Knowing the stakeholders affected by the problem you’re working hard to solve is an important step that should never be overlooked. For example, if a project management tool crashes, you’ll quickly realise that the teams reliant on this tool are affected. But did you consider external stakeholders, service providers and remote workers? What about past projects that need to be reported on? Create a list of all affected people and parties, even if they’re only marginally affected.
  • Efficient testing and learning
    Be prepared to test the best problem-solving strategies efficiently and learn from what is applied. Document the process from beginning to end to understand what works, what doesn’t, and the point at which solutions failed to solve the problem. Having comprehensive documentation will be beneficial when you do find the right solution, and will serve as a valuable guide for colleagues and teams who may later face the same challenges.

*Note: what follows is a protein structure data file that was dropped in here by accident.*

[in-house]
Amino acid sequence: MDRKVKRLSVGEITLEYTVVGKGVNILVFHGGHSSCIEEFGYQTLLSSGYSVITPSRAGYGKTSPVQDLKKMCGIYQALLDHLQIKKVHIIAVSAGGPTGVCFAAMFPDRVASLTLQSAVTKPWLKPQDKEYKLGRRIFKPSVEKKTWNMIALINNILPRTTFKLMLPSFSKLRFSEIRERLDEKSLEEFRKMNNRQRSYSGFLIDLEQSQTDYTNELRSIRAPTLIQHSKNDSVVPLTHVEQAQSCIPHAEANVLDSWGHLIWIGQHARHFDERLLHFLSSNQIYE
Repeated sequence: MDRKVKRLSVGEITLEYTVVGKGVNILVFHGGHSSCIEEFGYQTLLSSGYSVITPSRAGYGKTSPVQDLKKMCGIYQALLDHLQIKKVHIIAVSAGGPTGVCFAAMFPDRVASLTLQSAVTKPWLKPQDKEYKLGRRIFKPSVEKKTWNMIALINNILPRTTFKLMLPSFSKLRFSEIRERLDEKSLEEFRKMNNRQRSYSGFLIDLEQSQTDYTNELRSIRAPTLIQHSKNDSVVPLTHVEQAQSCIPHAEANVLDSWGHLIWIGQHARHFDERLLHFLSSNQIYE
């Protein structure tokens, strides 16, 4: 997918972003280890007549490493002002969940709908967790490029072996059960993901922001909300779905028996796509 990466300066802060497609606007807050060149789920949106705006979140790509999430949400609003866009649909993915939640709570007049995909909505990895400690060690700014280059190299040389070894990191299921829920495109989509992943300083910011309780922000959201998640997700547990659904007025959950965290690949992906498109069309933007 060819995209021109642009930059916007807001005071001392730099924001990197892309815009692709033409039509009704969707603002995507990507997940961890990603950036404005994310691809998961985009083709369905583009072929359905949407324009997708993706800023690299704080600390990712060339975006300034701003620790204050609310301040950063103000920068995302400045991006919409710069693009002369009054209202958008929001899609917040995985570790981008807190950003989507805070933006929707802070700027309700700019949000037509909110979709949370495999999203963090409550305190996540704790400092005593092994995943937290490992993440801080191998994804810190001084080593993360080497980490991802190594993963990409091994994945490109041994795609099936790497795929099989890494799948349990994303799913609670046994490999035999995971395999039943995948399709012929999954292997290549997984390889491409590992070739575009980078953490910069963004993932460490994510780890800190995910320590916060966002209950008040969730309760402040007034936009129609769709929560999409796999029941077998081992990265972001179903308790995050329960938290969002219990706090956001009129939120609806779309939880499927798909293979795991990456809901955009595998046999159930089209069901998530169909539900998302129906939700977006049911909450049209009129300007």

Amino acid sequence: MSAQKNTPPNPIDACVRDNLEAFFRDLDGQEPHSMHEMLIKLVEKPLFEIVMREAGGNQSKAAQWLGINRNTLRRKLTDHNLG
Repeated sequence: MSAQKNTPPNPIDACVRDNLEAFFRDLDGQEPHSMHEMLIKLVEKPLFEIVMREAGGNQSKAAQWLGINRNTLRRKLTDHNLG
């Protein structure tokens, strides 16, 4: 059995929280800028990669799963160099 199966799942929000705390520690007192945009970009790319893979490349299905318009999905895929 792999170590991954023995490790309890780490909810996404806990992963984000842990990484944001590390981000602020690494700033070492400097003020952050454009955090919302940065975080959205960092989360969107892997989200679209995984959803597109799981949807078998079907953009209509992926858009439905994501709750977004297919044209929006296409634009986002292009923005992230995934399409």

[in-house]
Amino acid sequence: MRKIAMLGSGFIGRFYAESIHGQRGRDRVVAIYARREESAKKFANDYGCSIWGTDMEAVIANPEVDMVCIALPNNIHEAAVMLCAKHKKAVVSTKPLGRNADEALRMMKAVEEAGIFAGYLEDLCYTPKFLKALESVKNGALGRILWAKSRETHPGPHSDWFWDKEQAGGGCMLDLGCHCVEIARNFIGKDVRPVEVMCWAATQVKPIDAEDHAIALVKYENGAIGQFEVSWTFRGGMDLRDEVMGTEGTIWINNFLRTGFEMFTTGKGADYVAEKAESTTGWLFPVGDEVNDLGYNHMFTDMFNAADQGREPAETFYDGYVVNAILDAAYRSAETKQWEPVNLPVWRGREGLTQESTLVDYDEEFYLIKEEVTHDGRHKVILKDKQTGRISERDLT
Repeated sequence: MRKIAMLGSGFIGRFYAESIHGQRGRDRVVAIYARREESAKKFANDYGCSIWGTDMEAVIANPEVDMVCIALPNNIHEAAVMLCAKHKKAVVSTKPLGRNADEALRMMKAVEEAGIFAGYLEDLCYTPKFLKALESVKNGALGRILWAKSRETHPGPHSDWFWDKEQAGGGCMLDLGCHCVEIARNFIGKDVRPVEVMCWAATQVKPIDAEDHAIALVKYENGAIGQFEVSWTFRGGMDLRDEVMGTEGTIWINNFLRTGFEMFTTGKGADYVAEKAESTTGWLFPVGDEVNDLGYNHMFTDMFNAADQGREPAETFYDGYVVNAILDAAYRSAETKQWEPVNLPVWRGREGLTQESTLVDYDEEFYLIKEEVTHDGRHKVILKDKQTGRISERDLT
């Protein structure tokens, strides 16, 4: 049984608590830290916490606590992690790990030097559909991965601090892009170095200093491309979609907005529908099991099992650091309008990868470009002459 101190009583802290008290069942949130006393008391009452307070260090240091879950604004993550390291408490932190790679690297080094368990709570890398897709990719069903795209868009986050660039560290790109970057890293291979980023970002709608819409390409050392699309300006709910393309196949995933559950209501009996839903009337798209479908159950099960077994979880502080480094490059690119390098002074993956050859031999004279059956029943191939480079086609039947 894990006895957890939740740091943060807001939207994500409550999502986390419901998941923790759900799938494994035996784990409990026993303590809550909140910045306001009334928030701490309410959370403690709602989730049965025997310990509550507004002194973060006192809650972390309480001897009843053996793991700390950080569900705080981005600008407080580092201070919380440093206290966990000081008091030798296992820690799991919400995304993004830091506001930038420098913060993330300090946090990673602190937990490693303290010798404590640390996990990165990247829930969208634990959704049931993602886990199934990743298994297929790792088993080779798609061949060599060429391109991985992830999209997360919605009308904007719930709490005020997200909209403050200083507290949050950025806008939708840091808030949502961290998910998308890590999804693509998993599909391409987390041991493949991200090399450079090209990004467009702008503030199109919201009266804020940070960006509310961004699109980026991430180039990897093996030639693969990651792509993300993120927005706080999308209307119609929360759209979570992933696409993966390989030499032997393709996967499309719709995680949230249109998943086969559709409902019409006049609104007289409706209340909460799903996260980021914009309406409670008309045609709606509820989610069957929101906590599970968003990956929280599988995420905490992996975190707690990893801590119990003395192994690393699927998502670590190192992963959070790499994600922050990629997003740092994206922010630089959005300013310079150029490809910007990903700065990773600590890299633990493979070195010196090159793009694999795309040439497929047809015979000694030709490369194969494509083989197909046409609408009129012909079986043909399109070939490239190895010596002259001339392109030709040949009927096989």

• Engage the best people 
    When you’ve found the best problem-solving strategy for the task at hand, know how to engage the best people and resources to resolve the problem. The best skills may come from an internal department, from external contractors or freelancers or from a combination of both. Knowing how and when to engage the best people is a key problem-solving skill.

Develop your problem-solving skills

In addition to following a series of logical steps to get your problem solved, you’ll find you can improve your problem-solving skills by using particular resources and developing several other complementary skills. When committing to becoming a better problem solver, consider the below:

  • Mine data
    Knowing how to read, interpret and use available data will be a valuable tool in solving the problems you face in your career. Data often presents the factual information or statistics required for developing a solution, so always exploit it if available. Understanding how to mine data also involves knowing how to translate and share it with colleagues and stakeholders, who, once understanding it, may contribute to a fast and effective solution.